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MIA: Buffalo Bulls’ Offense

Senior Sports Editor

Published: Sunday, September 25, 2011

Updated: Monday, November 5, 2012 20:11

Football

Troi Williams /// The Spectrum

Chazz Anderson and the Buffalo offense struggled on Saturday.


            This one meant more. It was homecoming weekend and Buffalo desperately wanted to dispel the belief that Connecticut had its number.

            Unfortunately for the Bulls, not a single one of the 18,215 fans in attendance could locate the Buffalo offense.

            Two mammoth UConn passes on a worn-down Buffalo defense were the difference in the ballgame, as the Huskies pulled out a 17-3 victory on Saturday night.

            Buffalo (1-3, 0-1 Mid-American Conference) and UConn (2-2) took the field on a gorgeous, 70-degree homecoming evening. The Bulls played the Huskies tough through the first half, but Connecticut took over in the second half – bringing back sorrowful memories of Buffalo's losses to UConn last year and in the 2009 International Bowl.

            The Buffalo offense has generally carried its squad this year while the defense has struggled, but a severe lack of offensive firepower led the Bulls to this disheartening loss – the second in a matter of two weeks.

            Senior quarterback Chazz Anderson struggled under center. He threw for 193 yards on 18-of-39 passing, tossing no touchdowns and one interception.

            That interception proved to be costly. In the third quarter, a dominant 11-play, 80-yard drive – which included a 45-yard pass to sophomore receiver Alex Neutz – appeared to have the Bulls headed for a 10-10 tie. But on the UConn 2-yard line, Anderson was intercepted by UConn linebacker Yawin Smallwood, who returned the pick for 28 yards.

            "Quarterback play was not where we needed and there were a couple moments in this game where I feel like we had a shot," said head coach Jeff Quinn, who added that the interception took the Bulls out of rhythm.

            Sophomore running back Branden Oliver, who has carried the Buffalo offense this year, struggled to get through a stout UConn defensive line as he rushed for 84 yards on 23 carries – an average of 3.7 yards per rush. Oliver was averaging 119 yards per game and 4.6 yards per carry coming into the contest.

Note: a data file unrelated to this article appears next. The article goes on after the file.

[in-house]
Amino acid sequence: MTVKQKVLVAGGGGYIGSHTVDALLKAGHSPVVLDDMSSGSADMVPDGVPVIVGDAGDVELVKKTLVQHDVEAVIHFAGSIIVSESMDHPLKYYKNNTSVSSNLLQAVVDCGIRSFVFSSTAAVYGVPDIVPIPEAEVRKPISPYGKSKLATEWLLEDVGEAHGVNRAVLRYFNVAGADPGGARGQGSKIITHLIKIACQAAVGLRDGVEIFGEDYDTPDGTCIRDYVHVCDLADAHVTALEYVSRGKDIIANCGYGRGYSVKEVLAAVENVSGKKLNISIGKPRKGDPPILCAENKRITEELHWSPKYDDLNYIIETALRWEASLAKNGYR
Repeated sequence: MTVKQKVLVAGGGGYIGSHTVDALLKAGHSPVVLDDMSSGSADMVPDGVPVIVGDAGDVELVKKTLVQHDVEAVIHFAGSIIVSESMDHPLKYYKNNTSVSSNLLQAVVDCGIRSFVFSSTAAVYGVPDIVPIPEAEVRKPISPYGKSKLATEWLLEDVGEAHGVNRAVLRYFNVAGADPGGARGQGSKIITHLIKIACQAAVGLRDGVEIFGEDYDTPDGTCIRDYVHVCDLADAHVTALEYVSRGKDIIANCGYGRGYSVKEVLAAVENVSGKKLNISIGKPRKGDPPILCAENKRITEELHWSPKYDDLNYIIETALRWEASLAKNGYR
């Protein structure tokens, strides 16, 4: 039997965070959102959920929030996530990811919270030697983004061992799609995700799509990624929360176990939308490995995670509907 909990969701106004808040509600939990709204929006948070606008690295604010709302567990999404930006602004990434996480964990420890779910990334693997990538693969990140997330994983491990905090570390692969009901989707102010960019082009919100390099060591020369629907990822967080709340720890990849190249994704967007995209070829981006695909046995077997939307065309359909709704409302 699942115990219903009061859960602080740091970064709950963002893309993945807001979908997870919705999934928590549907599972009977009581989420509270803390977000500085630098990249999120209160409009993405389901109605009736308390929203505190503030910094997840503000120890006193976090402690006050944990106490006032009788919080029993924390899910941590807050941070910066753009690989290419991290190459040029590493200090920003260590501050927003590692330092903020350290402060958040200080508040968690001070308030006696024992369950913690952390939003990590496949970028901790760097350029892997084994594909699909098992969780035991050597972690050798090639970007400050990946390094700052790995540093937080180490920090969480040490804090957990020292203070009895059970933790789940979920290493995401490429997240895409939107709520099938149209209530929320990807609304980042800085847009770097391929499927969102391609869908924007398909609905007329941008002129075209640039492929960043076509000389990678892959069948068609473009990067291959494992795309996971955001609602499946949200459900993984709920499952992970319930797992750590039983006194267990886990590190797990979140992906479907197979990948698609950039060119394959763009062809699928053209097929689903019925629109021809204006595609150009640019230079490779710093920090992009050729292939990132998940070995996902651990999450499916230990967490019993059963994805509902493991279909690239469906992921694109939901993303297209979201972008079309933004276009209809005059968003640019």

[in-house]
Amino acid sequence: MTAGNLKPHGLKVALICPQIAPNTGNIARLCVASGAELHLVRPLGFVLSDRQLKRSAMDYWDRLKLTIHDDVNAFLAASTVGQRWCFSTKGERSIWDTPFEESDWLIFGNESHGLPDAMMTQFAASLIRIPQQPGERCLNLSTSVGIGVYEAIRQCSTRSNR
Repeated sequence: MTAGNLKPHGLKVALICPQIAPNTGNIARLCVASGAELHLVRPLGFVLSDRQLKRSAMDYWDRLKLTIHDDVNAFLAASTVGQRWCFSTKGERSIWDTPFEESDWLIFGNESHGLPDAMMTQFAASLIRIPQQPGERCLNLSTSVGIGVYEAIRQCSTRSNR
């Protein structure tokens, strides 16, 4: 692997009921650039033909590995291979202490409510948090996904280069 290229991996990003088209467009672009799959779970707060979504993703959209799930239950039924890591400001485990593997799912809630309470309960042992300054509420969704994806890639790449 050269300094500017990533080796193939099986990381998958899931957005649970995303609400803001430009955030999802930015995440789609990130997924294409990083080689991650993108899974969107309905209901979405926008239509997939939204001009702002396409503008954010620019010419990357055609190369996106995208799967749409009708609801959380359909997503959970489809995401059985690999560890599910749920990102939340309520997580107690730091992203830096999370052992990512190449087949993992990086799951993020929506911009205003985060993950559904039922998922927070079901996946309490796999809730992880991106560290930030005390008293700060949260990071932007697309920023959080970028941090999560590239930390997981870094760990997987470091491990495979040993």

He was asked what the Huskies did to stop him that other teams haven't been able to do this year.

            "They weren't doing anything special," Oliver said. "We just weren't executing our plays."

            A 64-yard pass from UConn quarterback Johnny McEntee to running back Nick Williams (UConn's longest pass play this season) put the Huskies in position to score again late in the first half. McEntee completed a four-yard touchdown pass to UConn running back Mark Hinkley just two plays later to finish the drive and the opening half.

            The touchdown pass was the first of McEntee's career, and it gave Connecticut momentum heading into halftime.

            The Bulls looked to show some resiliency, but Smallwood's interception came on Buffalo's best drive of the second half.

            The Buffalo defense continued to hold strong; the offense just couldn't get anything started.

            UConn faced a crucial third-and-seven in the fourth quarter, and the Huskies went to Williams once again to seal the victory. He caught a short pass from McEntee and ran past an evidently fatigued Buffalo defense for a 49-yard touchdown.

            "Those two [passes to Williams] were the difference in the game," Quinn said.

            Sophomore defensive back Najja Johnson appeared to have Williams wrapped up on the 49-yard pass, but the running back slipped out of his arms.

            "We were in man coverage on that play, and that was my man and I missed the tackle," Johnson said. "We talked all week about making the play when your number is called and the opportunity is there, and I had a chance and I missed it. I let my teammates down, my coaches down, and myself down."

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